5 min (1403 words) Read

Download PDF

Boom and Bust: A Global History of Financial Bubbles


William Quinn and John D. Turner
Cambridge University Press, Cambridge, UK, 2020,
296 pp., $24.95

From the Mississippi and the South Sea bubbles of the early 1700s to the subprime and Chinese excesses of the 2000s, Boom and Bust: A Global History of Financial Bubbles provides a fascinating guide through a historical journey of speculative financial crises. Building on seminal analyses by Charles P. Kindleberger (Manias, Panics, and Crashes) and John Kenneth Galbraith ( A Short History of Financial Euphoria), authors William Quinn and John Turner present a novel framework they dub the “bubble triangle” for assessing and understanding booms and busts.

They see a financial bubble as a fire, composed of oxygen, fuel, and heat.

The first component of the bubble triangle is the marketability of assets—how easily assets can be purchased and sold—which corresponds to oxygen. The second factor is money and credit—the level of interest rates and the use of financial leverage—which provides the fuel. The third ingredient is speculative behavior—when the purchase of an asset is driven primarily by expectations of a continued rise in the asset price—which is equivalent to heat.

Quinn and Turner identify two triggers that have sparked fire over the past 300 years: technological innovation and government policies.

Bubbles are hard to identify with certainty in real time; deflating them may cause more harm than good.

What are the implications for investors and policymakers? From the perspective of predicting financial follies, all three sides of the triangle are necessary for a bubble to form and for the fire to persist. This framework also allows for the assessment of the severity of the bust: for example, leverage has been a consistent indicator throughout history. Furthermore, it can be used to interpret the increased frequency of bubbles. The globalization of capital markets, deregulation, and technological changes have set the stage for a surge in debt. Will this result in more frequent and more severe boom and bust episodes in the future?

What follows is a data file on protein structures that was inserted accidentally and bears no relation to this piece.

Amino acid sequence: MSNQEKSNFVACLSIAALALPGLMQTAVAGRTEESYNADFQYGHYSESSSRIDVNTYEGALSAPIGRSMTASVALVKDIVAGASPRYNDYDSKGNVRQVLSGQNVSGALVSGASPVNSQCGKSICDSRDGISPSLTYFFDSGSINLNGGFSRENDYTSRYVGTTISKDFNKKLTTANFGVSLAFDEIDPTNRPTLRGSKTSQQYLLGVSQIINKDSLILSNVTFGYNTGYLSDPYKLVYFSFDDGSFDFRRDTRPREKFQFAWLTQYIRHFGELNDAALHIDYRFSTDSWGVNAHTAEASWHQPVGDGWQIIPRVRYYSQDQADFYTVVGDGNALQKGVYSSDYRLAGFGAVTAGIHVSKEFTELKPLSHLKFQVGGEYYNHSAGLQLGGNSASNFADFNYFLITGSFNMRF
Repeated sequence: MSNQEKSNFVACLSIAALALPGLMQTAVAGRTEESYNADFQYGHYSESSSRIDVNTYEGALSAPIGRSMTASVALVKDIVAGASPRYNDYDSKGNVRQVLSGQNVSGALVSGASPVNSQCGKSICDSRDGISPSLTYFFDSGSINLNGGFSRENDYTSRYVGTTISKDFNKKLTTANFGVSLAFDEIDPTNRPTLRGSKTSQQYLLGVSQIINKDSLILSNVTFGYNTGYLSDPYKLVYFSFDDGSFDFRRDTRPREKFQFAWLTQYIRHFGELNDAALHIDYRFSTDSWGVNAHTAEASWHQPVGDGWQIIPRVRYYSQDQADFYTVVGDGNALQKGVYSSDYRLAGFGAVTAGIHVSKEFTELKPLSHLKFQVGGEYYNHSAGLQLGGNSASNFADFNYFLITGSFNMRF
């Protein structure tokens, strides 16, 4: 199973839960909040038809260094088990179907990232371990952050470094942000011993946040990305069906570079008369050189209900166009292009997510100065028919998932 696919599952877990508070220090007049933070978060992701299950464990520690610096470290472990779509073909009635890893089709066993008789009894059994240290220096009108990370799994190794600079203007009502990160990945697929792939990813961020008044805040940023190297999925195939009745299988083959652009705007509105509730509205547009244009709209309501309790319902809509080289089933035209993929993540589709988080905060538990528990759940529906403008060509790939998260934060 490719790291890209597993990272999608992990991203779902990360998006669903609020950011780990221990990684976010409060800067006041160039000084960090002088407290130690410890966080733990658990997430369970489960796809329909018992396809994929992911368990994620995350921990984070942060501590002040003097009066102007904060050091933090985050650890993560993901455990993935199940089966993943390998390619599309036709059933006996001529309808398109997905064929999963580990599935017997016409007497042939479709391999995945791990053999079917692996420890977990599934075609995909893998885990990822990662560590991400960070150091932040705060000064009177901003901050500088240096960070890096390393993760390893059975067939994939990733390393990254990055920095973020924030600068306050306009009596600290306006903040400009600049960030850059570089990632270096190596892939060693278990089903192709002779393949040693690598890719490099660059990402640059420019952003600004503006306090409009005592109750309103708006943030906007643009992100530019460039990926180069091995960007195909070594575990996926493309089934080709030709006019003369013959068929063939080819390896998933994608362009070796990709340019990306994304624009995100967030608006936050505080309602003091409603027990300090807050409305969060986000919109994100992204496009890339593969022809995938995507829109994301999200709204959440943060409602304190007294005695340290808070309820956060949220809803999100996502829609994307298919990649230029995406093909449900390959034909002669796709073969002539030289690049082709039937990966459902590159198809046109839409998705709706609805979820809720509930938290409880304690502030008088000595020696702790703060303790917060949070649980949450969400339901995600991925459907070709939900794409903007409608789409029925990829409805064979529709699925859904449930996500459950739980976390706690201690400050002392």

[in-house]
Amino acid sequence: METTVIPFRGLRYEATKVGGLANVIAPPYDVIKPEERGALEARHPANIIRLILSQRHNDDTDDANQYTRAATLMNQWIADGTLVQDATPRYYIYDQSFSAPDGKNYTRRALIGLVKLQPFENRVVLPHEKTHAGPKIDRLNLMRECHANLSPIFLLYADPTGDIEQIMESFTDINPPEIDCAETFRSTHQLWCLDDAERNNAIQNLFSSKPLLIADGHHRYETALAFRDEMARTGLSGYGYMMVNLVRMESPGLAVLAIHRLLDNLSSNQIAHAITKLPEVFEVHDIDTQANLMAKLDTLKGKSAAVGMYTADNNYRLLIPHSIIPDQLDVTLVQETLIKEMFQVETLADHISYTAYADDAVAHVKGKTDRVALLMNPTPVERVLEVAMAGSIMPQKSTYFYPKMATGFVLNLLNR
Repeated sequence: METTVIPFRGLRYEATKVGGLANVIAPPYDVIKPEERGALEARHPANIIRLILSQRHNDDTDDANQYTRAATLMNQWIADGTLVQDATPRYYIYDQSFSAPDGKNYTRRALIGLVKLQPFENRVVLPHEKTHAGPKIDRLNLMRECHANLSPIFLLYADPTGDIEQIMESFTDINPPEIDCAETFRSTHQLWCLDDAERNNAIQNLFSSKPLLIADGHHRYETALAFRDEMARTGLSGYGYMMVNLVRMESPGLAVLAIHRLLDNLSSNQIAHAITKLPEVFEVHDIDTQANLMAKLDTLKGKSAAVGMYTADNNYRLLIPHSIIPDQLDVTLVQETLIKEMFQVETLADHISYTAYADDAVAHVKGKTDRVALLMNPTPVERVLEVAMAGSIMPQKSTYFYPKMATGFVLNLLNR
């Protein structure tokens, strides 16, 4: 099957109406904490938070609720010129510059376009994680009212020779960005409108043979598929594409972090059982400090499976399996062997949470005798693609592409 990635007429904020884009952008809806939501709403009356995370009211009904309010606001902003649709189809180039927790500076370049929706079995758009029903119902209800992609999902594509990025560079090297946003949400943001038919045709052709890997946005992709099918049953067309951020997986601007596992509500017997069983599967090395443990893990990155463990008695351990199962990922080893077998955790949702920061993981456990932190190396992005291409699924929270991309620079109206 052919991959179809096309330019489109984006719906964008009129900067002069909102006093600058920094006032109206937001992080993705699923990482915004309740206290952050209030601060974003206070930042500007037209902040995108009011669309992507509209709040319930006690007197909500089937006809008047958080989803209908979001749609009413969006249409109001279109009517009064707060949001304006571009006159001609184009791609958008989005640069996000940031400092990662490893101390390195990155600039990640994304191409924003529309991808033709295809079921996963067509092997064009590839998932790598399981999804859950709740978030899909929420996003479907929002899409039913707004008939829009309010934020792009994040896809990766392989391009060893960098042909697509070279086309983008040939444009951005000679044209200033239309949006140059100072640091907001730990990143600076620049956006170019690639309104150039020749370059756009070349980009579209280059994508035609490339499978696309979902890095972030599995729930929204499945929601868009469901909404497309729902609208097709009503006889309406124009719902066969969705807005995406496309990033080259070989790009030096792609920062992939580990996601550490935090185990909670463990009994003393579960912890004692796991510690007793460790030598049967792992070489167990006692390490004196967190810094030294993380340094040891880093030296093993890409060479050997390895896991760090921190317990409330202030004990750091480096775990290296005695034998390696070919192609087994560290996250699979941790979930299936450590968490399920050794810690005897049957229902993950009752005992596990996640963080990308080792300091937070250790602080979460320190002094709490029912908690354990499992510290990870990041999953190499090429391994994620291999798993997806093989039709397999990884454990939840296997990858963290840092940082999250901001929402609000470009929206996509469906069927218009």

I would have liked the authors to venture more into the policy debate and present specific measures available to policymakers to deal with pernicious bubbles. For example, which side of the triangle should be tackled first? The authors acknowledge that policymakers could reduce money and credit, thus withdrawing some of the fuel from the fire. But they seem to take the view that measures such as tightening monetary policy or leaning against the wind face insurmountable challenges. Bubbles are hard to identify with certainty in real time, and deflating them may cause more harm than good.

But macroprudential policies can be a useful complement to monetary policy, so that policymakers can achieve both traditional inflation and financial stability objectives—even if the macroprudential framework is still evolving, especially for nonbank financial institutions, and even if the available toolkit is admittedly still limited.

In the end, the authors seem to embrace the notion that the best policymakers can do is clean up the mess, while investors need to act as “fire-safety inspectors”—and as students of history, be conscious of the perils of bubble triangles.

FABIO NATALUCCI, deputy director, IMF Monetary and Capital Markets Department

Opinions expressed in articles and other materials are those of the authors; they do not necessarily reflect IMF policy.